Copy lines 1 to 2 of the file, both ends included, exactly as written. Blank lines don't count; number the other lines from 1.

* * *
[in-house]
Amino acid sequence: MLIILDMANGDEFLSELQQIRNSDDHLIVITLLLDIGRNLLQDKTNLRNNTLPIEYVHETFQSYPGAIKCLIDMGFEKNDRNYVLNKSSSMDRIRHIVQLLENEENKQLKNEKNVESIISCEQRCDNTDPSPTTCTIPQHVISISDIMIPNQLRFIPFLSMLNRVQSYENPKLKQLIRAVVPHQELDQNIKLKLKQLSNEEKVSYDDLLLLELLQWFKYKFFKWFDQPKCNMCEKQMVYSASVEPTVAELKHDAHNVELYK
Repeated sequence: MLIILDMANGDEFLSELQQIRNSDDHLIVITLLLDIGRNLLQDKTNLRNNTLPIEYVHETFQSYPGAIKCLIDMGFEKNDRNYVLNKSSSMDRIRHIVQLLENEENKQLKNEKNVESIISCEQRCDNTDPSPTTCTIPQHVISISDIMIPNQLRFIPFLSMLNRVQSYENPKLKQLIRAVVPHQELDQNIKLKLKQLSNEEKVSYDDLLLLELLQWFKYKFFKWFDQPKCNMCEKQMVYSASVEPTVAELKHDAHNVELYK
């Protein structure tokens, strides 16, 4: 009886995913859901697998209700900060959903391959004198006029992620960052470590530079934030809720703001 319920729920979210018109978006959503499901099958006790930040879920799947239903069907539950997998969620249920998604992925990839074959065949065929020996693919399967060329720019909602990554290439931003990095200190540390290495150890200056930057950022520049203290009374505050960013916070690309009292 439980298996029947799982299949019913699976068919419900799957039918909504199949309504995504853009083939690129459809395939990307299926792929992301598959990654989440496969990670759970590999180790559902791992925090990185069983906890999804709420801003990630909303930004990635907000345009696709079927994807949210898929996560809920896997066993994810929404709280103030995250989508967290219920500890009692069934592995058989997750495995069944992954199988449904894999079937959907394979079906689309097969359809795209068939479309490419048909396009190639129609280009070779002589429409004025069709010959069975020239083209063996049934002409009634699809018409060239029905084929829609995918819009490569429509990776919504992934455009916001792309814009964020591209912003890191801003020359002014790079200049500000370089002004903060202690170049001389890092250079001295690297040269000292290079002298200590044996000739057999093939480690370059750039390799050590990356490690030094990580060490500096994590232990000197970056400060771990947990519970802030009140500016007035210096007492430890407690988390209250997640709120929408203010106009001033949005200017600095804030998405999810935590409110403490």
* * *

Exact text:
[in-house]
Amino acid sequence: MLIILDMANGDEFLSELQQIRNSDDHLIVITLLLDIGRNLLQDKTNLRNNTLPIEYVHETFQSYPGAIKCLIDMGFEKNDRNYVLNKSSSMDRIRHIVQLLENEENKQLKNEKNVESIISCEQRCDNTDPSPTTCTIPQHVISISDIMIPNQLRFIPFLSMLNRVQSYENPKLKQLIRAVVPHQELDQNIKLKLKQLSNEEKVSYDDLLLLELLQWFKYKFFKWFDQPKCNMCEKQMVYSASVEPTVAELKHDAHNVELYK